Prestige is the prize for AppleTV+ at the Emmys, not subscribers

Brendan Hunt, Jason Sudeikis and Brett Goldstein star in AppleTV+’s “Ted Lasso.”


Is this the year of Apple TV+?

The streamer’s historic Best Picture Oscar win was overshadowed by an altercation between actor Will Smith and comedian Chris Rock in March, but big wins at Monday’s Emmys could cement the service as one of top-rated content in the streaming space.

“Apple TV+ follows a ‘less is more’ strategy,” said Peter Csathy, founder and president of consulting firm Creative Media. “Fewer titles but bigger names and higher quality.”

In recent years, Csathy noted that Apple TV+ has built a small but critically acclaimed catalog that’s “almost becoming the new HBO,” which was known for its quality series before its merger with HBO Max.

Apple TV+, which has been around for less than three years, garnered 52 total Emmy nominations from 13 different titles in 2022. HBO and HBO Max landed 140 nominations combined, and Netflix received 104.

Apple TV+ hit “Ted Lasso” is up for Outstanding Comedy Series again, while his new show “Severance” is up for Outstanding Drama Series. Competition in both categories is tough, in part due to new entrants like “Squid Game,” “Yellow Jackets,” and “Abbot Elementary.” This is also the last year of eligibility for “Better Call Saul” and “Ozark.”

Earlier this year, Apple TV+ won Best Picture at the Oscars for “CODA”, marking the first time a streaming platform has won the top prize. Troy Kotsur, who starred in the film, also became the first deaf man to win an Oscar for his acting role.

Already, streaming services have used the prestige associated with Hollywood nominations or awards to encourage subscriber signups or recruit top talent. Over the past decade, Emmy awards for shows like “Orange Is the New Black” and “The Crown” have bolstered Netflix’s reputation, helping the service attract top talent like Ryan Murphy, Shonda Rhimes and Guillermo. delToro.

Still from “Severance” from AppleTV+.


Such prestige is all the more critical for Apple, which has long been associated with the biggest names in music and Hollywood for its cachet. Indeed, the main objective of Apple TV+ is to sell Apple products, not to attract hundreds of millions of subscribers.

“Apple has always used content as marketing for its products,” Csathy said. “For Apple, the streaming service is just the means to the end – and the end is more sales of iPhones, Macs, Apple TVs, etc. As long as Apple TV+ screams quality , then it serves its purpose in Apple’s overall engine.”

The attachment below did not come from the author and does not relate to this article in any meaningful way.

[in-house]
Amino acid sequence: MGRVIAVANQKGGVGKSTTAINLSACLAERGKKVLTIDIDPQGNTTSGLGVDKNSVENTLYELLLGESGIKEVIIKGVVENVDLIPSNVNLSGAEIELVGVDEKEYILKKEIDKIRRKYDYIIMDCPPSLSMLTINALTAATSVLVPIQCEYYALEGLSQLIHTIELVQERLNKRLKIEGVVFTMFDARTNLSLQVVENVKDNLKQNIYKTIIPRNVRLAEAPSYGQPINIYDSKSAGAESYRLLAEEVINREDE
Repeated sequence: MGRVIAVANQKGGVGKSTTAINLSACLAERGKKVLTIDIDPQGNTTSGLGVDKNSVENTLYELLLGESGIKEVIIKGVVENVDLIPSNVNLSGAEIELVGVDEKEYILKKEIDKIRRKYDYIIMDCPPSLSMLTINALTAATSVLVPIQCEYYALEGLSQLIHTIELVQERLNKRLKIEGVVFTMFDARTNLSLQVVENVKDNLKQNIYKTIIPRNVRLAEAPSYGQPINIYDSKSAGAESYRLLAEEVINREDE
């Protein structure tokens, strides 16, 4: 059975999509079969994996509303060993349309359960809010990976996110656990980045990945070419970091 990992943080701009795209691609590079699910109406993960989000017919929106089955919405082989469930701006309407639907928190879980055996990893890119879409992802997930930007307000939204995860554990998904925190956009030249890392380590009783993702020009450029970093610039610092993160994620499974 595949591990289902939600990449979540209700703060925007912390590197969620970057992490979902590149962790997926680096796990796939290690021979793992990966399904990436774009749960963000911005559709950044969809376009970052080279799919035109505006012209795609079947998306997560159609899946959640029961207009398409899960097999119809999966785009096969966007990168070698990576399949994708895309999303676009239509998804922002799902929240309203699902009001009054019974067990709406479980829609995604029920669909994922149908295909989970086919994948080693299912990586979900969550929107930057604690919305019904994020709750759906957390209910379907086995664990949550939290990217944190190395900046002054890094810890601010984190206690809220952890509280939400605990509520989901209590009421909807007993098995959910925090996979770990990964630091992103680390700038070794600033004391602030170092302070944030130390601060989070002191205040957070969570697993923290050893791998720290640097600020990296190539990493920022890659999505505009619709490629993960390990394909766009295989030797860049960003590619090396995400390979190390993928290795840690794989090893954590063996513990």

Although streaming services generally provide limited metrics, Apple has been notably quiet since launching its video streaming platform in November 2019. Unlike many others in the space, the company does not disclose data financial performance, content spend, or subscriber count for individual shows or the service as a whole. (Even “Severance” executive producer Ben Stiller expressed frustration with Apple’s vague statistics.)

When Apple CEO Tim Cook is asked about the service, he usually points to nominations and awards, suggesting that’s the metric Apple uses to judge its success.

“In two and a half years since launch, Apple TV+ has now garnered 250 wins and over 1,100 nominations and counting,” Cook told analysts on an earnings call in July.

In June, Bernstein analyst Toni Sacconaghi estimated the service had between 20 million and 40 million subscribers and generated about $1 billion to $2 billion in annual revenue.. That would be a drop in the bucket compared to the company’s overall balance sheet, which totaled $366 billion in fiscal 2021.

Apple TV+’s spending on content is estimated to pale in comparison to competing streamers. Netflix is ​​expected to spend about $17 billion on content this year and Disney about $32 billion split between its media divisions. In contrast, Bernstein suggests that Apple spends just north of $3 billion, while Rayburn estimates the number to be between $1 billion and $2 billion.

These projections suggest that the service could lose money.

Dan Rayburn, a media and streaming analyst, noted that there was no clear data showing that Hollywood recognition translated into increased subscriber numbers. But for Apple, he noted that the math really doesn’t matter.

“If Apple TV+ gets 10 million subscribers, or if it gets 20 million subscribers, does that move the needle from a revenue standpoint? No.” said Rayburn. “They don’t even have to disclose it to Wall Street because it has no material impact on the business.”

— CNBC’s Kif Leswing contributed to this report.

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